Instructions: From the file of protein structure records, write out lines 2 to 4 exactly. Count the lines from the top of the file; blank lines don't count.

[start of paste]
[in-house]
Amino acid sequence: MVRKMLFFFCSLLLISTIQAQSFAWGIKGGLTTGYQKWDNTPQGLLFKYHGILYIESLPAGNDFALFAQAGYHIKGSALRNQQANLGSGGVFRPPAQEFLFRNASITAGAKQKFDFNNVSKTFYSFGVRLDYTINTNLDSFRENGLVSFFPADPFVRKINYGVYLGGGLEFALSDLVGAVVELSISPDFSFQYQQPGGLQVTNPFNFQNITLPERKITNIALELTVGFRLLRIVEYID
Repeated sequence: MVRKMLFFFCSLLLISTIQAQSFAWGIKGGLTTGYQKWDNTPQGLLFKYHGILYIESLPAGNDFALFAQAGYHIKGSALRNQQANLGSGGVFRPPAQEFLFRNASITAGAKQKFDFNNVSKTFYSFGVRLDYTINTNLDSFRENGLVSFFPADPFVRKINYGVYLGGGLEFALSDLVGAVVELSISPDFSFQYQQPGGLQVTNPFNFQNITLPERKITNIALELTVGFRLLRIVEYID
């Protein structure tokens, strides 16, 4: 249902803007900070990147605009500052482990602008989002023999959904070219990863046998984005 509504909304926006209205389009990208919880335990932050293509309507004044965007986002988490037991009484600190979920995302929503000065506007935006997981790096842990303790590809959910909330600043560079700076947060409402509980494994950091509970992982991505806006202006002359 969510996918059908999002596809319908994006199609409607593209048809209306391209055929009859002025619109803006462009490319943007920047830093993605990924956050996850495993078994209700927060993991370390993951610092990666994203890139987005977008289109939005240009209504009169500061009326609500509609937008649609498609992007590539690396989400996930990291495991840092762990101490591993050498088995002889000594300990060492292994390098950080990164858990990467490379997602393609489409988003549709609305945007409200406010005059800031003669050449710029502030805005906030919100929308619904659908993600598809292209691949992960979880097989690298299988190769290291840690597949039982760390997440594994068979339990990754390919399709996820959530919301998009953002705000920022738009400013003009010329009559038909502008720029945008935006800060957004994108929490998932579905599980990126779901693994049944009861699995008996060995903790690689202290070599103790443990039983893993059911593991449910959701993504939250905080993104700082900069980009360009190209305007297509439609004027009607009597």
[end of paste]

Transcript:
Amino acid sequence: MVRKMLFFFCSLLLISTIQAQSFAWGIKGGLTTGYQKWDNTPQGLLFKYHGILYIESLPAGNDFALFAQAGYHIKGSALRNQQANLGSGGVFRPPAQEFLFRNASITAGAKQKFDFNNVSKTFYSFGVRLDYTINTNLDSFRENGLVSFFPADPFVRKINYGVYLGGGLEFALSDLVGAVVELSISPDFSFQYQQPGGLQVTNPFNFQNITLPERKITNIALELTVGFRLLRIVEYID
Repeated sequence: MVRKMLFFFCSLLLISTIQAQSFAWGIKGGLTTGYQKWDNTPQGLLFKYHGILYIESLPAGNDFALFAQAGYHIKGSALRNQQANLGSGGVFRPPAQEFLFRNASITAGAKQKFDFNNVSKTFYSFGVRLDYTINTNLDSFRENGLVSFFPADPFVRKINYGVYLGGGLEFALSDLVGAVVELSISPDFSFQYQQPGGLQVTNPFNFQNITLPERKITNIALELTVGFRLLRIVEYID
């Protein structure tokens, strides 16, 4: 249902803007900070990147605009500052482990602008989002023999959904070219990863046998984005 509504909304926006209205389009990208919880335990932050293509309507004044965007986002988490037991009484600190979920995302929503000065506007935006997981790096842990303790590809959910909330600043560079700076947060409402509980494994950091509970992982991505806006202006002359 969510996918059908999002596809319908994006199609409607593209048809209306391209055929009859002025619109803006462009490319943007920047830093993605990924956050996850495993078994209700927060993991370390993951610092990666994203890139987005977008289109939005240009209504009169500061009326609500509609937008649609498609992007590539690396989400996930990291495991840092762990101490591993050498088995002889000594300990060492292994390098950080990164858990990467490379997602393609489409988003549709609305945007409200406010005059800031003669050449710029502030805005906030919100929308619904659908993600598809292209691949992960979880097989690298299988190769290291840690597949039982760390997440594994068979339990990754390919399709996820959530919301998009953002705000920022738009400013003009010329009559038909502008720029945008935006800060957004994108929490998932579905599980990126779901693994049944009861699995008996060995903790690689202290070599103790443990039983893993059911593991449910959701993504939250905080993104700082900069980009360009190209305007297509439609004027009607009597």